Monday, January 24, 2019
(I have been absent for a few days as I transferred my files to another computer.)
Jesus said, “I came into this world for judgment so that those who do not see may see, and those who do see may become blind.” Some of the Pharisees near him heard this and said to him, “Surely we are not blind, are we?” Jesus said to them, “If you were blind, you would not have sin. But now that you say, ‘We see,’ your sin remains.”– John 9:39-41
As a man of devotion, these words of Christ haunt me. They penetrate to the core of my being, this examination of my vision. The Pharisees were believers. The Pharisees were quite devout in their manner. The Pharisees were steadfast in their devotion to the old tradition. The Pharisees were seeking a return to a more conservative faith in hope of inspiring the coming of a messiah. The Pharisees were student of the scriptures. The Pharisees were orthodox in their doctrine. The Pharisees sought a purity of the faith. The Pharisees were absolutely convinced that they represented the true faith. And yet … in their claiming that they saw the Truth they were found to be instead … found blind.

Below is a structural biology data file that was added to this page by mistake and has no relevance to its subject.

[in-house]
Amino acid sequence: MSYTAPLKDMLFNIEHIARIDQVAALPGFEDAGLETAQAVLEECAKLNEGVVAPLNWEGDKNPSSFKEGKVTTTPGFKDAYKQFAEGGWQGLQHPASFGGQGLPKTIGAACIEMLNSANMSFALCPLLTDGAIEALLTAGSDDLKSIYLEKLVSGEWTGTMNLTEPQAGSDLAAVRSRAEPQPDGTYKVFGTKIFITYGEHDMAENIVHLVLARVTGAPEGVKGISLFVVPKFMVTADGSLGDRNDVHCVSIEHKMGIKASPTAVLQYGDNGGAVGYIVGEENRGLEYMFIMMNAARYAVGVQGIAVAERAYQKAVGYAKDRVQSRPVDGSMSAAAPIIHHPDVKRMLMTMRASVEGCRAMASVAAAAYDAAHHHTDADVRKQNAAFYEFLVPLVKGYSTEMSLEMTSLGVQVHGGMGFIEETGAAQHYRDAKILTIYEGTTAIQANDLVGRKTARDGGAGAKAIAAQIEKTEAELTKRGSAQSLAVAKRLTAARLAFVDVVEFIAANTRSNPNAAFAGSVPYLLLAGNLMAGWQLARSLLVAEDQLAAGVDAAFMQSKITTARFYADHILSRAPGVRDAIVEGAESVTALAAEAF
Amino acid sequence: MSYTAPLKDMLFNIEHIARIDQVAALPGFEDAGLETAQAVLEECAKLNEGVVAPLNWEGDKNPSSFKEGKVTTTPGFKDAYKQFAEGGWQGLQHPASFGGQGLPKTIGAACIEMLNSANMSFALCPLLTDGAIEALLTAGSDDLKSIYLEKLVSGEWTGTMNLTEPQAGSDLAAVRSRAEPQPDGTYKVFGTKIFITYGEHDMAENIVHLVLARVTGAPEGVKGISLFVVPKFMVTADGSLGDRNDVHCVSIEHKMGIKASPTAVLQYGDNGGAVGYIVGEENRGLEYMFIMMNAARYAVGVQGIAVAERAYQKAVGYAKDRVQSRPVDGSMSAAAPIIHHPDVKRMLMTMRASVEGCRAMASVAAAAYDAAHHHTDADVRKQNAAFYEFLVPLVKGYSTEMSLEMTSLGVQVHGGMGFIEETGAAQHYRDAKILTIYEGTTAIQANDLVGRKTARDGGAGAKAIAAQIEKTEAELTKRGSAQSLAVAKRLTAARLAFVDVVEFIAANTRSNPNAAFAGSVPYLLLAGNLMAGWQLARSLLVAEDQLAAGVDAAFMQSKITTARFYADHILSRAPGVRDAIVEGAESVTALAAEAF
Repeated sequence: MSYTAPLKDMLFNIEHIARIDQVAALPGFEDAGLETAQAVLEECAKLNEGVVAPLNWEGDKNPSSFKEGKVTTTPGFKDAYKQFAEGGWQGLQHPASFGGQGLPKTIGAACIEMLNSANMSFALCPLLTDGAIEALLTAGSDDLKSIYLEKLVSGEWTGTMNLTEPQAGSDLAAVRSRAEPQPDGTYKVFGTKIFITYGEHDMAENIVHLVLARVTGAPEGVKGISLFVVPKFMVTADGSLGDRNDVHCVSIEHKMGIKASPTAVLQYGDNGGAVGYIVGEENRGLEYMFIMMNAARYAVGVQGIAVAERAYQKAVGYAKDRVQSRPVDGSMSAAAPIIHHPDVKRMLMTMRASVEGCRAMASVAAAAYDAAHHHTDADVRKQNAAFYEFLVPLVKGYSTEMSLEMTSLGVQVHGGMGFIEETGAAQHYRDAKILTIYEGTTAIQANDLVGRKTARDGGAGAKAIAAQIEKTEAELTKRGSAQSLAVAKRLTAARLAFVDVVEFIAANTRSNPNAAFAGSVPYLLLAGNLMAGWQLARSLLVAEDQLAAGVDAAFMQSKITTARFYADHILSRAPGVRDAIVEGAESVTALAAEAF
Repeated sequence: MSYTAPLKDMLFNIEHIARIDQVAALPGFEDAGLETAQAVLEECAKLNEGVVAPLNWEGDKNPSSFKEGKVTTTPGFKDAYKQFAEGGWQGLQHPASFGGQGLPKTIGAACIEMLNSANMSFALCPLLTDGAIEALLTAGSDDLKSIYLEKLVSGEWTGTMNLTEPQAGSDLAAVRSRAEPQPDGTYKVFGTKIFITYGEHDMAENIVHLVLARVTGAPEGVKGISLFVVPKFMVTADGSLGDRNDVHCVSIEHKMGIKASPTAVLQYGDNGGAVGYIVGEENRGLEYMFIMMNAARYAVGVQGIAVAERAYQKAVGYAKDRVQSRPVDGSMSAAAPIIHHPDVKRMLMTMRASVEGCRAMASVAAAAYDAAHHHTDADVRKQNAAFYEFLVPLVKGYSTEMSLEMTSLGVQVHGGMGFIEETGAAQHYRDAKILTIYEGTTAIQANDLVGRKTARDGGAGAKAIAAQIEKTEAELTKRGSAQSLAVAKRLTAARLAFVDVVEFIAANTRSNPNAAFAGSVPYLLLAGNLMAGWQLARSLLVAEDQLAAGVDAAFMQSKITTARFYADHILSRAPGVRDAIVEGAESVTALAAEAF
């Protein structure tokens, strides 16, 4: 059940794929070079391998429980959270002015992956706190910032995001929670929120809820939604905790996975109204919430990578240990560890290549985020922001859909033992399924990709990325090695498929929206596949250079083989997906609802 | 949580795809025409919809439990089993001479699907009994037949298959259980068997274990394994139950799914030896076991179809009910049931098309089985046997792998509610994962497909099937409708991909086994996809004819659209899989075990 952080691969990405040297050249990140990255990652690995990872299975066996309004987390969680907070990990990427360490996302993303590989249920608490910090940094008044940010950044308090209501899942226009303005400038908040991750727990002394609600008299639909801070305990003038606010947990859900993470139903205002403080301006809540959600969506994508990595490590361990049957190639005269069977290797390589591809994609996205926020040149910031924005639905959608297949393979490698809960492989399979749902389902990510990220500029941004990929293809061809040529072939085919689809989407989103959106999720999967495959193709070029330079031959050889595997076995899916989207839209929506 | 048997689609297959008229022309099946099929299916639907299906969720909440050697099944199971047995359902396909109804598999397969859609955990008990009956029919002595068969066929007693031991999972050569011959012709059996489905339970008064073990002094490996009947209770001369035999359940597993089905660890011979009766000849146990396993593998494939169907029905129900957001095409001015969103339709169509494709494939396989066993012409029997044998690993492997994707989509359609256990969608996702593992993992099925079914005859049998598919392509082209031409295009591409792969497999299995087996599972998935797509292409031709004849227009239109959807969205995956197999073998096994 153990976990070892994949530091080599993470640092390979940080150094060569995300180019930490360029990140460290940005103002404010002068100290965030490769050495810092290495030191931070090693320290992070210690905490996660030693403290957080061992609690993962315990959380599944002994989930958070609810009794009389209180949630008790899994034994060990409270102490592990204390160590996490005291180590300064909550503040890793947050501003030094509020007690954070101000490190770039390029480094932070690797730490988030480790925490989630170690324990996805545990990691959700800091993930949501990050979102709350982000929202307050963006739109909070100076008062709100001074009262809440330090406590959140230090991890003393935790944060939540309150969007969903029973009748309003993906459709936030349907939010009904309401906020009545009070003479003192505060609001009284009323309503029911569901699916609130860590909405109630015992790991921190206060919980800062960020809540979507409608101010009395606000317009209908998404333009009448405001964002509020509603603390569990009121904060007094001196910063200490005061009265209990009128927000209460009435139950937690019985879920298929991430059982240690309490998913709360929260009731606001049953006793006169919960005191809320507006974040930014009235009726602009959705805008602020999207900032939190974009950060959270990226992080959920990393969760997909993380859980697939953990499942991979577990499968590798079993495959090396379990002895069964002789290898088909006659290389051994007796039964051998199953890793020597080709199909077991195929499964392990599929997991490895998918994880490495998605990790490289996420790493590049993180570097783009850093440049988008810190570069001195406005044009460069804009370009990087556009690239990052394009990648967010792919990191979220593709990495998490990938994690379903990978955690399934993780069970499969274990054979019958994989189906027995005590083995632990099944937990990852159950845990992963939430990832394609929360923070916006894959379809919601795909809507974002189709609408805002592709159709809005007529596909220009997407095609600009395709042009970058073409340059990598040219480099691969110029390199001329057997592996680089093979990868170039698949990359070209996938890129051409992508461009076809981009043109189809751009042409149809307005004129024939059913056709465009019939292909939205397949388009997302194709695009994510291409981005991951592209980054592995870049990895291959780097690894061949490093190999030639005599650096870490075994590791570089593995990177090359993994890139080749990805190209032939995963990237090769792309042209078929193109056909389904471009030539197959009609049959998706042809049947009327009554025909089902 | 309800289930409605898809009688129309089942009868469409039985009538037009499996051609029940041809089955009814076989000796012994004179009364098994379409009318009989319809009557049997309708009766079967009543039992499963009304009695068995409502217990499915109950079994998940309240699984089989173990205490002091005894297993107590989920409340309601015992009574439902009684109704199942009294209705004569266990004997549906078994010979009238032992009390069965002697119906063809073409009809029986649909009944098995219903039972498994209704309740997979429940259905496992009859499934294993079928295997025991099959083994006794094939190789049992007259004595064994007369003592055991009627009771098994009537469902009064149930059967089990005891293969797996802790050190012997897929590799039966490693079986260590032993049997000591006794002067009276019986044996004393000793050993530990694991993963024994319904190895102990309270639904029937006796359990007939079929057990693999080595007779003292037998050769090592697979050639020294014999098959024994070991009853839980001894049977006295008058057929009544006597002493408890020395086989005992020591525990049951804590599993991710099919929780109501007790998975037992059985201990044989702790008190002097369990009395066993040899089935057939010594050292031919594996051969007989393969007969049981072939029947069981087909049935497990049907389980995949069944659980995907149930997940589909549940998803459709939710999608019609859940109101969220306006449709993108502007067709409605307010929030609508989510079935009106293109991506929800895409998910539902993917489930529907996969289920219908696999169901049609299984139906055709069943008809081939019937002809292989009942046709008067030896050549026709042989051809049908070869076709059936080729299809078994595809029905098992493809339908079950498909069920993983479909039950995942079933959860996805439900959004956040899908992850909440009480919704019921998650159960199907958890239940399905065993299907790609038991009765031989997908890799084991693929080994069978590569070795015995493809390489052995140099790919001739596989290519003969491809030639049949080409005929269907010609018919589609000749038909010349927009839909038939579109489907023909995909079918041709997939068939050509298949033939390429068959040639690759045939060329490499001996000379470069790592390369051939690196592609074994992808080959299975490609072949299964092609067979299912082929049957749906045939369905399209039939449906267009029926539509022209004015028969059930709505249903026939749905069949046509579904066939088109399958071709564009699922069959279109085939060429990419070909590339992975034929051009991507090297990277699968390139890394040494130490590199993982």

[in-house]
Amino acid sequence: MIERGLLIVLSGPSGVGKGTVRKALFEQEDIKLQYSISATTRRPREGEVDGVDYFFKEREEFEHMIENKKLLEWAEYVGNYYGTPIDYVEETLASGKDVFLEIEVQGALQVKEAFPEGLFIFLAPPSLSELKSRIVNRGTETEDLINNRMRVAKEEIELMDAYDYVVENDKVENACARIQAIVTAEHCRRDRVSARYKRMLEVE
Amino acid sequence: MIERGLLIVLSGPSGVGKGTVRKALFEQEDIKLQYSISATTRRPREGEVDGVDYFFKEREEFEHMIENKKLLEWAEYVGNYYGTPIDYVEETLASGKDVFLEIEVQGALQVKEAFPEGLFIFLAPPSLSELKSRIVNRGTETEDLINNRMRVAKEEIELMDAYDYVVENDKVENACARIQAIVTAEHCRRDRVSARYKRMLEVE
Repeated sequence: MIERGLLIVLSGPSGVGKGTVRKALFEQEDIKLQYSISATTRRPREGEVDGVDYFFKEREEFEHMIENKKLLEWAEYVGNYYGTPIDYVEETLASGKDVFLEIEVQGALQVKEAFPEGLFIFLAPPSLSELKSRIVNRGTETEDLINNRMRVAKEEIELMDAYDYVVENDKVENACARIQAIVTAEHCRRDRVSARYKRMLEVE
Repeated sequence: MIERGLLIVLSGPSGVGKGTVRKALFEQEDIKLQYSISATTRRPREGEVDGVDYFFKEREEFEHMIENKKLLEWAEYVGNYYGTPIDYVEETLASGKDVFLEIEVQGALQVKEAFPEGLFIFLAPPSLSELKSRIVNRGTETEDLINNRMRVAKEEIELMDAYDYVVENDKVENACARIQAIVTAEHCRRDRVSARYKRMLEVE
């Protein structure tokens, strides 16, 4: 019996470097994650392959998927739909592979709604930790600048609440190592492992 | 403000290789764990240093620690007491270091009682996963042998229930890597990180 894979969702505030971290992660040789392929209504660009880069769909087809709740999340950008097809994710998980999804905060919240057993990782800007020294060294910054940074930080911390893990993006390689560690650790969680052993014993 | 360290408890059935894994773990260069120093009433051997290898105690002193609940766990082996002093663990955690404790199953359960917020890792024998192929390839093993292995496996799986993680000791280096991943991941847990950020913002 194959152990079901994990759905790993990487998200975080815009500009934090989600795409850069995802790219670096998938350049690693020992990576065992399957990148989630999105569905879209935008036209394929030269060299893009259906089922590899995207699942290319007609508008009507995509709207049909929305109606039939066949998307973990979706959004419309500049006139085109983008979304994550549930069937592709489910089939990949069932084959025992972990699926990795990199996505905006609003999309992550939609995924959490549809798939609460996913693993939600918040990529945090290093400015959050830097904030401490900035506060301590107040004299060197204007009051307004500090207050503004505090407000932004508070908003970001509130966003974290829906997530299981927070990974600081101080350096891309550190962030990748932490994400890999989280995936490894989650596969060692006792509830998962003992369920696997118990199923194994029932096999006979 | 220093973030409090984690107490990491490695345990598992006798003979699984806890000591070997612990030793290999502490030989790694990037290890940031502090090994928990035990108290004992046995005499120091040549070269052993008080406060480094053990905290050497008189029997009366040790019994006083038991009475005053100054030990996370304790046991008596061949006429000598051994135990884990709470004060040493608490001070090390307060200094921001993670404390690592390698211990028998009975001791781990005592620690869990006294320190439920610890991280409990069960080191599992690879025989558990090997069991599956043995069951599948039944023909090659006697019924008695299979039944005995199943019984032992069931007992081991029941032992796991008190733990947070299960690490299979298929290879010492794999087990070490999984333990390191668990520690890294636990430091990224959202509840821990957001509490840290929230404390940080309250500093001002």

This passage is a caution to the zealots of righteousness. In that zealotry that claims that only our way, our causes is right, so often the zealot is blinded by his or her own self-righteousness.
What causes this Pharisaic blindness? Lack of humility. Lack of openness. Lack of a self-searching examination of one’s own authenticity and inner integrity. Lack of confession that leads to a correction of course. And so as a devout man I must ask the Lord …”Am I a blind Pharisee of my particular kind?”
So often, I cannot figure out why so many people seem blind to the forces of evil at work. So often, I cannot understand why so many people seem blind to the higher possibility. Yet … if I dare to ask those questions, I must ask myself in the hearing of the Lord … “Am I in certain ways blind?”
Always in Christ’s Service,
Fr. Charitas de la Cruz